However, there is no doubt, based on the evidence presented above, that any attempt to “do away with” mainstream IR theory and replace it with relationalist-based theorising is going to be easier said than done, as the final section in this article will demonstrate.

5. Discussion and Conclusion: Where Next for Guanxi?
As we have seen, there are significant ontological differences between Chinese and Western scholars’ positions on relationalism. Specifically, first, the concept of “relations” is given a rather different emphasis by Chinese and Western IR scholars, which creates an inevitable dialogical tension. Western relational theory focuses on practice, discourse, and process analysis in the framing of IR as primarily concerned with interstate relations. Western relational theory focuses on the background and discourse of relations, but always with fixed, unitary states as the primary actors and focus of analysis. In the Western conception, relations may be fluid, but the actors remain essentially unchanging. In contrast, in the Sinophone sphere the elaboration of relational theory draws on the resources of traditional Chinese philosophy. China’s “guanxi” is not only a strategic “relationship” exchange, but also emphasizes the original and basic “connection” between actors. The identities of the actors are inherently linked to their interaction, meaning that relations are an integral part of intersubjective identity construction. Relations and actors are not seen as separate substantive entities, but as inter-active and co-constituting. In guanxi-based theory, actors therefore are not fixed, unchanging units, but are themselves constituted by their interactions and the relationships formed. Thus, there are subtle but important differences between Chinese and Western IR scholars in terms of their understanding of relational ontology.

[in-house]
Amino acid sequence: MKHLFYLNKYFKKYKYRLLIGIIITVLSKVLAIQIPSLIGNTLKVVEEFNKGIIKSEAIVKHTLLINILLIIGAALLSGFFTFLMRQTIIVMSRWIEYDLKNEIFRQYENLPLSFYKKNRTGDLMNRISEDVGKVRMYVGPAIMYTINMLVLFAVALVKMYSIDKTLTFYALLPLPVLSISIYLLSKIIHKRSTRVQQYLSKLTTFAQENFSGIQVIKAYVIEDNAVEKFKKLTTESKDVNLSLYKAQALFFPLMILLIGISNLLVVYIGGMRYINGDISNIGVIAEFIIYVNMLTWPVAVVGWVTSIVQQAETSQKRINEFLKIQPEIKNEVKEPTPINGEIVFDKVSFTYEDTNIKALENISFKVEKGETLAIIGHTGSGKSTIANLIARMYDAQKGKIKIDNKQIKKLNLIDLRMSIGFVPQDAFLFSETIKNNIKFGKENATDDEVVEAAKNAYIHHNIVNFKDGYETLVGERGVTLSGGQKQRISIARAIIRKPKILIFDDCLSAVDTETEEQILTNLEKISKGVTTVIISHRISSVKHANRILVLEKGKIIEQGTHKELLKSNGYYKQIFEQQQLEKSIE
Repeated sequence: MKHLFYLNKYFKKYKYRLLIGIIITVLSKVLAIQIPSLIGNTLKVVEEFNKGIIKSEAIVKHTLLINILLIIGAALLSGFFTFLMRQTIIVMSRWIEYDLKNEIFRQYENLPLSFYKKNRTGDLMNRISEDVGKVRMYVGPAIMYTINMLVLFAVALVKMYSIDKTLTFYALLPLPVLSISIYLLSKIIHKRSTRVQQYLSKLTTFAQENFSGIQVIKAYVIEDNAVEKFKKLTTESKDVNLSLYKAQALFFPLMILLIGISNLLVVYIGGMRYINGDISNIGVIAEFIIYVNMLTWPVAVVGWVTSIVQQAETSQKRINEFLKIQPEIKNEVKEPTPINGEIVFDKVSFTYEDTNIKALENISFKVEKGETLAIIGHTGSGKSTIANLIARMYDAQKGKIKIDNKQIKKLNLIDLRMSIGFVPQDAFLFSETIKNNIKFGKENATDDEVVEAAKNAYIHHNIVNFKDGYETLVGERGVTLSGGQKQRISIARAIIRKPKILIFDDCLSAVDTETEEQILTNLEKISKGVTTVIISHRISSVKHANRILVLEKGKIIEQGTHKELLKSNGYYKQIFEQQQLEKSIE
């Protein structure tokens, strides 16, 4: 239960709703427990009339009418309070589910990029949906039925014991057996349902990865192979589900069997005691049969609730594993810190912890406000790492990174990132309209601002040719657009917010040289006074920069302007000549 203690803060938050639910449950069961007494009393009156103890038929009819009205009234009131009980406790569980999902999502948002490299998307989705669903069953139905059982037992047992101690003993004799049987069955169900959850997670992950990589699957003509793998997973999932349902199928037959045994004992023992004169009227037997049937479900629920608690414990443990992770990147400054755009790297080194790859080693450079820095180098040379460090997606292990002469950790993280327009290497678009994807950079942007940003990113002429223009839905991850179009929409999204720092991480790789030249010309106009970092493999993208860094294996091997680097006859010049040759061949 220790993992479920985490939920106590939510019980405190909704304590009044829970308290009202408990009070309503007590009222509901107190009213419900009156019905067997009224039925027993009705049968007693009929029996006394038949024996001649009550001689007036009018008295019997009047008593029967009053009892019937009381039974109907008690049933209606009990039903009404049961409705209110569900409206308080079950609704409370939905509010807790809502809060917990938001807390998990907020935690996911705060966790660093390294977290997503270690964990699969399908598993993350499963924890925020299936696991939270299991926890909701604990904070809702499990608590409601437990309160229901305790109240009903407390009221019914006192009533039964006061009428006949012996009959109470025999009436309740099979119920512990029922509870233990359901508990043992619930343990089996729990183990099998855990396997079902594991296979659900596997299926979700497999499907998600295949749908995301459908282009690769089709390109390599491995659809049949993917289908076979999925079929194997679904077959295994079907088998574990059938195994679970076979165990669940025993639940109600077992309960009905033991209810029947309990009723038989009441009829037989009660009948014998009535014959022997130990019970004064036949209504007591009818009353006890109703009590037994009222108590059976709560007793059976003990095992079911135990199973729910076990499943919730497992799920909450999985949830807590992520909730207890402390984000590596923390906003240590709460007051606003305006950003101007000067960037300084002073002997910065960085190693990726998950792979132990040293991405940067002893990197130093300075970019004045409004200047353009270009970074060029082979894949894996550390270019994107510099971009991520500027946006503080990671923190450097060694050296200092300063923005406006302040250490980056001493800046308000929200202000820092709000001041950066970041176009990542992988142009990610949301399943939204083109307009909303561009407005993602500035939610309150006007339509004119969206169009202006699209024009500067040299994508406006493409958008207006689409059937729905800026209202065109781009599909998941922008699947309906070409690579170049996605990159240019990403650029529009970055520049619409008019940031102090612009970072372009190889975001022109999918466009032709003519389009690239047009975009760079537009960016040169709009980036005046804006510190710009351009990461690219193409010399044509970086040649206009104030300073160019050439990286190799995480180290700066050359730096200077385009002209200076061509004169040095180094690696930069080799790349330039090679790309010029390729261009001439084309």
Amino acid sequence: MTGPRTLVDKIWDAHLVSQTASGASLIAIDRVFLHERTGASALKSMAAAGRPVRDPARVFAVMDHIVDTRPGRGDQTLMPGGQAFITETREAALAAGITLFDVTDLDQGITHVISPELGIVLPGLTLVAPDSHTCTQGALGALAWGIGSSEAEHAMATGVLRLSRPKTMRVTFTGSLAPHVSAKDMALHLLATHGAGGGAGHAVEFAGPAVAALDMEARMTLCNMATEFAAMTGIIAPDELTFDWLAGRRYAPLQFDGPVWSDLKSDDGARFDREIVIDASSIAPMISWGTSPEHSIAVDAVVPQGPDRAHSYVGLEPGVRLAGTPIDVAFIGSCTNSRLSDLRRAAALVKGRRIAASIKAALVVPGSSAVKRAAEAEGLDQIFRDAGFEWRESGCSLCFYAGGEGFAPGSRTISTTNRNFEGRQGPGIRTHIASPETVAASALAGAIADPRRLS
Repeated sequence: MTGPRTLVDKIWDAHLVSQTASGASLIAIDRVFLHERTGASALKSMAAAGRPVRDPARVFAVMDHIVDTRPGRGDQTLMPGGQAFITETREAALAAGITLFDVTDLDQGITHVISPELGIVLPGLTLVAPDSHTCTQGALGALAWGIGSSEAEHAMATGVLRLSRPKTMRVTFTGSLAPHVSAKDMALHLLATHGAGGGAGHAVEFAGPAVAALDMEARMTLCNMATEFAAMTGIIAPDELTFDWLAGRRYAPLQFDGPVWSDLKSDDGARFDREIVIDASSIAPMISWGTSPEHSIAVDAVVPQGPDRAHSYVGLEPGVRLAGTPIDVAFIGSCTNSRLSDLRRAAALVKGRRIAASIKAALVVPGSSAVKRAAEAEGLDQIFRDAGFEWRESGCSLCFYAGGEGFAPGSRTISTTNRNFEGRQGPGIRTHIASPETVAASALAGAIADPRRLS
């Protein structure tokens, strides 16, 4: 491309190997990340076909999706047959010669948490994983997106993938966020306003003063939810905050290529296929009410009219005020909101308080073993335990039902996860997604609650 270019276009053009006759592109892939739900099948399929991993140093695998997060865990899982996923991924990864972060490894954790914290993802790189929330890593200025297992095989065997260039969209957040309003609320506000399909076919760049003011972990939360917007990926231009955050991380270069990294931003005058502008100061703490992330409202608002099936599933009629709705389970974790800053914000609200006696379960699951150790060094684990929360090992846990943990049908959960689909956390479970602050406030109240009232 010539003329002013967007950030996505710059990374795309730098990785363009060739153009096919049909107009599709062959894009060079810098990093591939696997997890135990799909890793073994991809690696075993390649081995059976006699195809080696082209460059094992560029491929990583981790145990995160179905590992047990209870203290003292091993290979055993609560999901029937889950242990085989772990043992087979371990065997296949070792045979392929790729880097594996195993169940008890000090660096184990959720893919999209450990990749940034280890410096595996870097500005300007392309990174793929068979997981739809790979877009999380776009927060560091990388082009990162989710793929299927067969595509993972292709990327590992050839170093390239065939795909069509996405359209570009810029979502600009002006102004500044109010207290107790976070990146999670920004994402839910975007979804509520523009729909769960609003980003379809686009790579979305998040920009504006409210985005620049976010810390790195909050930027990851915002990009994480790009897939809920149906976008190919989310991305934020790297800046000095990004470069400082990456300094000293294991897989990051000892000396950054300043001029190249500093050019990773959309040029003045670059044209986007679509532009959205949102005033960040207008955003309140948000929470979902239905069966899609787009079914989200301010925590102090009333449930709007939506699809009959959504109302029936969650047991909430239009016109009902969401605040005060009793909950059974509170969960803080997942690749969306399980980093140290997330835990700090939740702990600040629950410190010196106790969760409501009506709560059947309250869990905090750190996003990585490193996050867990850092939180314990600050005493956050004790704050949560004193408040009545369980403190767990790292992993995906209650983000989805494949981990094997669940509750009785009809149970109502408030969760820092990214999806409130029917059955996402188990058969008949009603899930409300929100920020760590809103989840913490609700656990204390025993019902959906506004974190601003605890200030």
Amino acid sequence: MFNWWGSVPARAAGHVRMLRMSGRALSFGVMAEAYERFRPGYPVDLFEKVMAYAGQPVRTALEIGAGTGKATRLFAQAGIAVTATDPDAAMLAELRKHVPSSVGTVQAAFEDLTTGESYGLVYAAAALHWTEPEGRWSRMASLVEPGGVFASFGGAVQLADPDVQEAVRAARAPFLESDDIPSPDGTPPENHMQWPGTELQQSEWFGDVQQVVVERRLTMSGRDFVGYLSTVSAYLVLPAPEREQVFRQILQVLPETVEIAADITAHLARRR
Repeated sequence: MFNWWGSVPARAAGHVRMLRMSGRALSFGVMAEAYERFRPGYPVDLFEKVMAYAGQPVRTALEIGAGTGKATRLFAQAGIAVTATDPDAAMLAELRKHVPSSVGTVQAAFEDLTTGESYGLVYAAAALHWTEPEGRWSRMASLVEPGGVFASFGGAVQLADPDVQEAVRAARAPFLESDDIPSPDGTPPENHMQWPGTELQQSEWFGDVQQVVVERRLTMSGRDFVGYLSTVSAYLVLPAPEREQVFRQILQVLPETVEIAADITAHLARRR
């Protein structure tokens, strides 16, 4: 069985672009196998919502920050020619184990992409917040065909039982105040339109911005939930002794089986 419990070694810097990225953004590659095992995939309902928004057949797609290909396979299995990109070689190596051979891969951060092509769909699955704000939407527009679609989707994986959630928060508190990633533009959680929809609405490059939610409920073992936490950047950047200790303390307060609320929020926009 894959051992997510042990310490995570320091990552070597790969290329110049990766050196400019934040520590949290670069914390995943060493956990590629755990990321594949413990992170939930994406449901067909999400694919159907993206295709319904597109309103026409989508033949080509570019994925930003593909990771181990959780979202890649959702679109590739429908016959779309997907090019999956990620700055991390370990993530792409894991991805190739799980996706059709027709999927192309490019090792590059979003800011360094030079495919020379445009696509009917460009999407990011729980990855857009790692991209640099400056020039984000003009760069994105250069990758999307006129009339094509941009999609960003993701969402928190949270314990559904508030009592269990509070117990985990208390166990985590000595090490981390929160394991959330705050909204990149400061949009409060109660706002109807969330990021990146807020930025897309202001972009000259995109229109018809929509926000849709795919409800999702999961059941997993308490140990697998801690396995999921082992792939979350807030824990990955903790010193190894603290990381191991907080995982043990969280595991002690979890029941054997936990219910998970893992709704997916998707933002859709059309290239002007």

There are sometimes similarities and overlaps in positions too. For instance, Jackson and Nexon’s notion of “relations before state” is similar to Zhao Tingyang’s “co-existence precedes existence”. However, on this point, Qin takes a different position. In Qin’s relational theory, relations and the individual actor co-exist and are mutually constitutive, meaning that they are fluid and not to be seen as fixed entities. Qin’s relationalism is therefore a direct challenge to Western IR’s substantialism and the conscious or unconscious cognitive biases of scholars who tend to adhere to mainstream IR theory. Qin sets relationalism on a radically new ontological footing based on traditional Chinese thought which alters the conception of actors and the nature of the relations between actors.